Even as Italy heads for a period of volatile politics, budget disputes and possible credit downgrades, investors are sticking with the nation’s debt.
That’s because the fiscal and monetary firepower of the European Union and European Central Bank is shielding Italy’s bond market from the uncertainty ahead, according to BlueBay Asset Management LLP, AllianceBernstein and Axa Investment Managers.
“Our confidence in the country is growing,” said Alessandro Tentori, chief investment officer at Axa. He’s looking to increase his exposure to Italian bonds, even if Matteo Salvini’s anti-migrant League Party wins the Sept. 20-21 regional elections in the left-wing bastion of Tuscany, threatening the stability of the government in Rome.
“It would mark an epic moment, but I think it would be more an opportunity to add risk at better price,” Tentori said.
Italian bonds have rallied since the ECB turbocharged its quantitative easing policy with a pandemic bond buying program. The yield on the nation’s benchmark debt on Monday was roughly a third of its peak level in March, when concern over the economic fallout of a nationwide lockdown was at its height.
The EU’s 750-billion-euro ($890 billion) rescue fund added fuel to that rally, with observers seeing the deal as a step toward fiscal unity.
“The recovery fund is maybe the last chance for the country to close the gap with the rest of Europe and to relaunch the Italian economy,” former Italian Prime Minister Enrico Letta said in an interview last month. “We never had such a dimension of investment in the country in the last 40 years maybe.”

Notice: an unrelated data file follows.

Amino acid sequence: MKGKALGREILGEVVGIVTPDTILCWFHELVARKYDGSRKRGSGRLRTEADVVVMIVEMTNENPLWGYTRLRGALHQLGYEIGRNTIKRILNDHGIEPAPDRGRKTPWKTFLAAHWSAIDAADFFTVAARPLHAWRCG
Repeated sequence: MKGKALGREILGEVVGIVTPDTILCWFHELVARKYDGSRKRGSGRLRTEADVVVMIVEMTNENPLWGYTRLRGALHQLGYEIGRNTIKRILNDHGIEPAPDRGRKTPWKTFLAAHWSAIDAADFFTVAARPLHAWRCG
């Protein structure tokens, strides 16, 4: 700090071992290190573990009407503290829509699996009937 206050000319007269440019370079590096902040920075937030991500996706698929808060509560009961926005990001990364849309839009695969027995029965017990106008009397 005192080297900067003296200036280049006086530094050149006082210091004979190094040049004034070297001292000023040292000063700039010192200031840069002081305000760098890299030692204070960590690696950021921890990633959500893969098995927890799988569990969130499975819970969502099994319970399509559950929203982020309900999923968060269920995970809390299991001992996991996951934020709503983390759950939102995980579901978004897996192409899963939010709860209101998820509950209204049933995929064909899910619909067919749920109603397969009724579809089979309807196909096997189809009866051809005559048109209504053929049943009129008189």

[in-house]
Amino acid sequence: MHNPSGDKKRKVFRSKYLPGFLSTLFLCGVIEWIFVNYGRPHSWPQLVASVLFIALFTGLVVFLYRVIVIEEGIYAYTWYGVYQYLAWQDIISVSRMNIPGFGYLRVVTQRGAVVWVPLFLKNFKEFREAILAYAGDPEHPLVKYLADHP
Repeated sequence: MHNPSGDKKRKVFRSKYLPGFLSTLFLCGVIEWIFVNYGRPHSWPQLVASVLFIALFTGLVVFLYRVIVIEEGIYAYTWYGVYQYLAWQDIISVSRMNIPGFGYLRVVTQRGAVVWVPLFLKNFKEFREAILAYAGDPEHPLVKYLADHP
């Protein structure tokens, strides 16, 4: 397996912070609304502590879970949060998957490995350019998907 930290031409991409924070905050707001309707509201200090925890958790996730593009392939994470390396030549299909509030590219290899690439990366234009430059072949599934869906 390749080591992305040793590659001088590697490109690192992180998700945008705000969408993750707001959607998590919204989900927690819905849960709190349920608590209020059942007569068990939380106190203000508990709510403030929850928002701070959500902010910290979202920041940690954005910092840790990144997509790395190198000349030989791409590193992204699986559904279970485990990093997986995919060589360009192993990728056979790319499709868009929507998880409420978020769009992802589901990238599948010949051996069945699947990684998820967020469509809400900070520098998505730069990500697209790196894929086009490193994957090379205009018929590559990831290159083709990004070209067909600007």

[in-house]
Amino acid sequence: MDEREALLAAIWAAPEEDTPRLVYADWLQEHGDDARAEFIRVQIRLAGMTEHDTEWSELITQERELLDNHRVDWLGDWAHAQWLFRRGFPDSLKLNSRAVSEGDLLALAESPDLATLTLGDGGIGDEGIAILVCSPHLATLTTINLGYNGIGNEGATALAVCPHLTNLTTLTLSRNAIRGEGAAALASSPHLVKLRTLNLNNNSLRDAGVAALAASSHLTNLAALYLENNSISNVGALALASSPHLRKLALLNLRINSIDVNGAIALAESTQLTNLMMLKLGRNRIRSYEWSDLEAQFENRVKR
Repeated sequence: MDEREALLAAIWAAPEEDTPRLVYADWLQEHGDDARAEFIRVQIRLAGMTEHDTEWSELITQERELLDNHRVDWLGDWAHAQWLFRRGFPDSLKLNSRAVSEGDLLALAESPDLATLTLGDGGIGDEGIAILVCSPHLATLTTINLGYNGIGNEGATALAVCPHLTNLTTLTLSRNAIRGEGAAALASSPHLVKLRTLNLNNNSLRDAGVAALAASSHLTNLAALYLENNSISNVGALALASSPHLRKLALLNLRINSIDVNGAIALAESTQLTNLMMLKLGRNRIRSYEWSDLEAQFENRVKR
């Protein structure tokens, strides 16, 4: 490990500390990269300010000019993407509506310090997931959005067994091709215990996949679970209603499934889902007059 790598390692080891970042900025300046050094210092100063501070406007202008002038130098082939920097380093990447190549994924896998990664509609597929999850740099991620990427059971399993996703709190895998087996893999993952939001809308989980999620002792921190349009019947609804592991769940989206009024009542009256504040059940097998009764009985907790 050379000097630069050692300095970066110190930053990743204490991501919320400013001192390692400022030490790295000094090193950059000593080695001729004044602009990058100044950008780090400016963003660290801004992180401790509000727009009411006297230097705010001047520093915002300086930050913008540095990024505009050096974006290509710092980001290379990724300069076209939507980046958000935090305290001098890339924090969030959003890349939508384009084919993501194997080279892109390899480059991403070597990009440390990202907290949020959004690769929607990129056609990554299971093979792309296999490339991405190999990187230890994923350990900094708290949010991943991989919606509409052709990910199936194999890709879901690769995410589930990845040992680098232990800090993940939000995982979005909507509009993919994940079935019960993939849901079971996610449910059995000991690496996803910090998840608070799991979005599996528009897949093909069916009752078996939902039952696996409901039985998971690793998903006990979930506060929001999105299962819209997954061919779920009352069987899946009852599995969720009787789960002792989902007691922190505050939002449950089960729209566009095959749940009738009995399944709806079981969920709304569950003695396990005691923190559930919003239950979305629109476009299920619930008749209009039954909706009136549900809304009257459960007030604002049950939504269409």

Letta, who headed a three-party tie-up in 2013-2014, warned that political instability resulting from the regional elections could coincide with a flare-up in Covid cases, strengthening the far-right’s hopes for power.
Alongside these challenges are a growing debt-load and rating reviews by Moody’s Investor Service and S&P Global Ratings, the former ranking Italy just a notch above junk status.
And the country must draft its budget against a predicted economic slump exceeding 10% this year. Two years ago, a drawn-out dispute with the European Union over fiscal plans sent borrowing costs spiraling to levels unseen since the sovereign debt crisis.
Investors are staying the course with Italian bonds. While BlueBay Asset Management has cut its holdings, it still has an overweight position. AllianceBernstein money manager John Taylor is willing to “look through that higher debt-to-GDP level” over the next six to 12 months to increase holdings in Italian debt.
That bullishness is reflected in the nation’s 10-year yield spread over Germany, a key gauge for risk in the country, which has narrowed to around 150 basis points. The gap has more than halved since hitting a peak in March this year, during the height of the coronavirus crisis.
“The ECB is buying more bonds than Italy is issuing and this supportive technical should ensure spreads remain contained,” said Mark Dowding, BlueBay’s chief investment officer. “In this context we remain overweight.”
Source: Read Full Article